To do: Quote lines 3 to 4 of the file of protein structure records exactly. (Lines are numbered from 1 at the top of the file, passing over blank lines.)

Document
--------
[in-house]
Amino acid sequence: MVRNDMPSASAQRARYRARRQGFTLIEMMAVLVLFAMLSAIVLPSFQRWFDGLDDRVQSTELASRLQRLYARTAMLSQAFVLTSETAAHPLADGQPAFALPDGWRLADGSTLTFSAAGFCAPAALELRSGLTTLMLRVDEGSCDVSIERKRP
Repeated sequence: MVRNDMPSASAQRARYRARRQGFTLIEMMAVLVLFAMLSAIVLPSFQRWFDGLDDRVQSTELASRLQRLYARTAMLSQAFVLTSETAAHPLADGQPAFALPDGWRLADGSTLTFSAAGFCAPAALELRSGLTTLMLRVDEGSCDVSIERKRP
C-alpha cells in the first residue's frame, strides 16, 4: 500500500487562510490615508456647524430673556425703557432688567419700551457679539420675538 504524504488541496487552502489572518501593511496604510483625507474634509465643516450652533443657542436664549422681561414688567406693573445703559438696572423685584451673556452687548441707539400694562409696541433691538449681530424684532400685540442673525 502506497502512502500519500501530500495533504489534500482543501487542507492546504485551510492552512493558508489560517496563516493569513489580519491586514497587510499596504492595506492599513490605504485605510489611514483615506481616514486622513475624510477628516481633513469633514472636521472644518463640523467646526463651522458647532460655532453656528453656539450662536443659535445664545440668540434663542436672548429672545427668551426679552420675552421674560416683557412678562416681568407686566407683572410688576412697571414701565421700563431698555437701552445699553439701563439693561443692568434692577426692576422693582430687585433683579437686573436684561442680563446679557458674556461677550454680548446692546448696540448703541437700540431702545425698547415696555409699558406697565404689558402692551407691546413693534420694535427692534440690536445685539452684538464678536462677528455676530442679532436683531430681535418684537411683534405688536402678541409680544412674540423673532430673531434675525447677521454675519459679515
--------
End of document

Repeated sequence: MVRNDMPSASAQRARYRARRQGFTLIEMMAVLVLFAMLSAIVLPSFQRWFDGLDDRVQSTELASRLQRLYARTAMLSQAFVLTSETAAHPLADGQPAFALPDGWRLADGSTLTFSAAGFCAPAALELRSGLTTLMLRVDEGSCDVSIERKRP
C-alpha cells in the first residue's frame, strides 16, 4: 500500500487562510490615508456647524430673556425703557432688567419700551457679539420675538 504524504488541496487552502489572518501593511496604510483625507474634509465643516450652533443657542436664549422681561414688567406693573445703559438696572423685584451673556452687548441707539400694562409696541433691538449681530424684532400685540442673525 502506497502512502500519500501530500495533504489534500482543501487542507492546504485551510492552512493558508489560517496563516493569513489580519491586514497587510499596504492595506492599513490605504485605510489611514483615506481616514486622513475624510477628516481633513469633514472636521472644518463640523467646526463651522458647532460655532453656528453656539450662536443659535445664545440668540434663542436672548429672545427668551426679552420675552421674560416683557412678562416681568407686566407683572410688576412697571414701565421700563431698555437701552445699553439701563439693561443692568434692577426692576422693582430687585433683579437686573436684561442680563446679557458674556461677550454680548446692546448696540448703541437700540431702545425698547415696555409699558406697565404689558402692551407691546413693534420694535427692534440690536445685539452684538464678536462677528455676530442679532436683531430681535418684537411683534405688536402678541409680544412674540423673532430673531434675525447677521454675519459679515